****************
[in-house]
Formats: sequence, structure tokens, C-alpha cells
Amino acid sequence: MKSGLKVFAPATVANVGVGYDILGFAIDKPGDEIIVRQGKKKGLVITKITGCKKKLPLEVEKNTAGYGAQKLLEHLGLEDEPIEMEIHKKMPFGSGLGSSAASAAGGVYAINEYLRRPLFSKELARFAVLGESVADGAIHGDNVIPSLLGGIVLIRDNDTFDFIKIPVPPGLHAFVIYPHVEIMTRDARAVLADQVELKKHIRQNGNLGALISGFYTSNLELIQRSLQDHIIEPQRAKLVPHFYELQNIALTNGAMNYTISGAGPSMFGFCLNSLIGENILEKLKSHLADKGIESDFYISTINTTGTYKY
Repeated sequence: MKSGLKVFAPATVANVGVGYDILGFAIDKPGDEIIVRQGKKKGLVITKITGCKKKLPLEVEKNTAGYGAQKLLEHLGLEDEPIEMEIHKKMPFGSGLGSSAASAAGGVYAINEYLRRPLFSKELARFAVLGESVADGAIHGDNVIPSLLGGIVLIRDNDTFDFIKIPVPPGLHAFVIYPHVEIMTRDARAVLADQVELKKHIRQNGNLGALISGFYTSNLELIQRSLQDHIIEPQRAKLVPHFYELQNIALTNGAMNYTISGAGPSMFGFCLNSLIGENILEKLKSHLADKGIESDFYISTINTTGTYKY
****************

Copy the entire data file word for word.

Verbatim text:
[in-house]
Formats: sequence, structure tokens, C-alpha cells
Amino acid sequence: MKSGLKVFAPATVANVGVGYDILGFAIDKPGDEIIVRQGKKKGLVITKITGCKKKLPLEVEKNTAGYGAQKLLEHLGLEDEPIEMEIHKKMPFGSGLGSSAASAAGGVYAINEYLRRPLFSKELARFAVLGESVADGAIHGDNVIPSLLGGIVLIRDNDTFDFIKIPVPPGLHAFVIYPHVEIMTRDARAVLADQVELKKHIRQNGNLGALISGFYTSNLELIQRSLQDHIIEPQRAKLVPHFYELQNIALTNGAMNYTISGAGPSMFGFCLNSLIGENILEKLKSHLADKGIESDFYISTINTTGTYKY
Repeated sequence: MKSGLKVFAPATVANVGVGYDILGFAIDKPGDEIIVRQGKKKGLVITKITGCKKKLPLEVEKNTAGYGAQKLLEHLGLEDEPIEMEIHKKMPFGSGLGSSAASAAGGVYAINEYLRRPLFSKELARFAVLGESVADGAIHGDNVIPSLLGGIVLIRDNDTFDFIKIPVPPGLHAFVIYPHVEIMTRDARAVLADQVELKKHIRQNGNLGALISGFYTSNLELIQRSLQDHIIEPQRAKLVPHFYELQNIALTNGAMNYTISGAGPSMFGFCLNSLIGENILEKLKSHLADKGIESDFYISTINTTGTYKY